Rikhotso manages a farm called Middeldrift Dairy, a 165-hectare farm carrying 700 cows and producing up to 3.5 million litres of milk each year. And she is only 31!
Born in 1987 in Tzaneen, Limpopo, Rikhotso developed her love for farming at an early age. Being the third of four children, Rikhotso’s grandmother was very involved in her upbringing and it is here, working on a farm alongside her granny, that Rikhotso fell in love with farming. “It was so peaceful,” she says.
Although she was exposed to vegetable and fruit farming in her youth, Rikhotso obtained her National Diploma in Agricultural Animal Production from the Tshwane University of Technology in 2008.
Identified as one of the top 10 students in her class, she met Jeff Every, the CEO of Amadlelo Milk Producers, when he interviewed her in 2007. Rikhotso was introduced to the dairy industry the following year when placed with her mentor, Leonard Mavhungu, the then farm manager at Fort Hare Dairy Trust – the first of the Amadlelo Agri projects started in 2007.
Amadlelo Agri was formed around 2004 by a group of 70 white commercial farmers, says Every, a consultant who is widely credited for reviving the once struggling local dairy industry. These farmers wanted to address the need for sustainable land reform while “giving back”, and Every got the programme off the ground.
The aim was to prevent more failed black empowerment projects by creating opportunities for black farmers to gain exposure and experience in modern-day dairy conditions.
From the dairy industry themselves, it stood to reason that they would create a facility where young black graduates could become successful dairy farm managers and owners. Mavhungu, Rikhotso’s mentor, was their first recruit and a catalyst and mentor for other young black graduates. Says Every, “He has been instrumental and pivotal to Rikhotso’s success to date.”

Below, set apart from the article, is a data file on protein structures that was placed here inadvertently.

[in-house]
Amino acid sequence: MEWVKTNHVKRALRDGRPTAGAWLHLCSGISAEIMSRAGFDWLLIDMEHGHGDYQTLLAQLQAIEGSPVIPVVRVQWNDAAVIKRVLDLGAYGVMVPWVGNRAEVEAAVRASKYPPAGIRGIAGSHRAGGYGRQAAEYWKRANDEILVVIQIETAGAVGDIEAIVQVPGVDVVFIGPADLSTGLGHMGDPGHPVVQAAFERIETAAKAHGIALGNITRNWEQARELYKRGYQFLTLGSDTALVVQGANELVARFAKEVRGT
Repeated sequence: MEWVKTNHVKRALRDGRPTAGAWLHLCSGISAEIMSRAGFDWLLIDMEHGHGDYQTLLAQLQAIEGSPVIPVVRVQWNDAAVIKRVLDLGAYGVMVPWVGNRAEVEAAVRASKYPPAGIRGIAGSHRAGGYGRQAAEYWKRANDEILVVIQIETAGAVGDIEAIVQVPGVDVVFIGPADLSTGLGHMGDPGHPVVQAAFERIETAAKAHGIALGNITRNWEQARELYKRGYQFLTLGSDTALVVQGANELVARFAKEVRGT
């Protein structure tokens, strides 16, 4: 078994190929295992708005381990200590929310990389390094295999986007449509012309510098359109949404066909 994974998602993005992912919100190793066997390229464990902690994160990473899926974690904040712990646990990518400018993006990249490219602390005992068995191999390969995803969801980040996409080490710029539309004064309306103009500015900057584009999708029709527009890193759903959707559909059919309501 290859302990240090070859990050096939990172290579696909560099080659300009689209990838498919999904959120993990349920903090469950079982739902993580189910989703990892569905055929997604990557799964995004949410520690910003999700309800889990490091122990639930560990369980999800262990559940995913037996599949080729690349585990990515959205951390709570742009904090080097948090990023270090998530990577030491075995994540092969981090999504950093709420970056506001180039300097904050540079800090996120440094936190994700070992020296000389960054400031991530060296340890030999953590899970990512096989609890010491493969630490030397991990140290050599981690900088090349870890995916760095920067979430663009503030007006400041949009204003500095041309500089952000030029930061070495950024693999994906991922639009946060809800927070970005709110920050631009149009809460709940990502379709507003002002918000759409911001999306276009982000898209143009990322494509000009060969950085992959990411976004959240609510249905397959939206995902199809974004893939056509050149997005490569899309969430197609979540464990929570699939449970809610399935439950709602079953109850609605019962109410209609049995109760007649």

It is during her internship that Rikhotso discovered that she has a passion for dairy farming and that she thrives on the challenges, hard work and variety of activities that go hand in hand with dairy farming.
But it is while speaking to Mavhungu that one truly realises just how formidable Rikhotso is. Her internship with him was planned for a 12-month period but before the end of her internship, operations were set up at Middeldrift. Amadlelo needed to appoint a manager, yet during the interview process it became clear that none of the men who applied were as well suited for the job as Rikhotso already proved herself to be.
Middeldrift started producing milk in November 2008 and broke even in March 2009. Located on previously unused farmland belonging to 65 beneficiaries, Rikhotso effortlessly manages this 165 hectare farm, carrying 700 cows. She is responsible for all aspects of the farming including pasture and herd management, machinery, administration and human resources. A typical day for her starts at 05:00 and often ends at 20:00.
The farm produces 3 to 3.5 million litres of milk per year, all bought by Coega Dairy with which a partnership has been developed. Middledrift is one of five farms that produce and send milk to Coega Dairies. These five farms are jointly responsible for 25% of the cheese on a Debonairs pizza, bought anywhere in South Africa. In addition, every fourth carton of house-brand Shoprite Checkers UHT milk are from these farms.
Rikhotso attributes her success to the opportunity Amadlelo offered her as “everything I know, I have learned from Amadlelo.” Every still plays a crucial part in her career in terms of support and advice, which she soaks up as she believes in learning as much as one can from the best people possible.
Rikhotso finds it very fulfilling to make a difference in her community. Today she employs 16 people on the farm, impacting not only their lives, but also their dependants. She has mentored six students, two of whom she retained as part as her team. She has won the trust of the community and have become virtually irreplaceable at Middeldrift.
Mavhungu says, “Rikhotso has been an eye-opener for me and for the community. We haven’t realised that a woman can be as good a farmer as a man.”
Rikhotso has no doubts about dairy farming as a career (although one needs to do it for the love of it and not the money or the hours). In fact, she dreams of owning her own farm one day. With the 92 cows she already owns, this dream of hers may be closer than she thinks.
- Discover more women in farming here.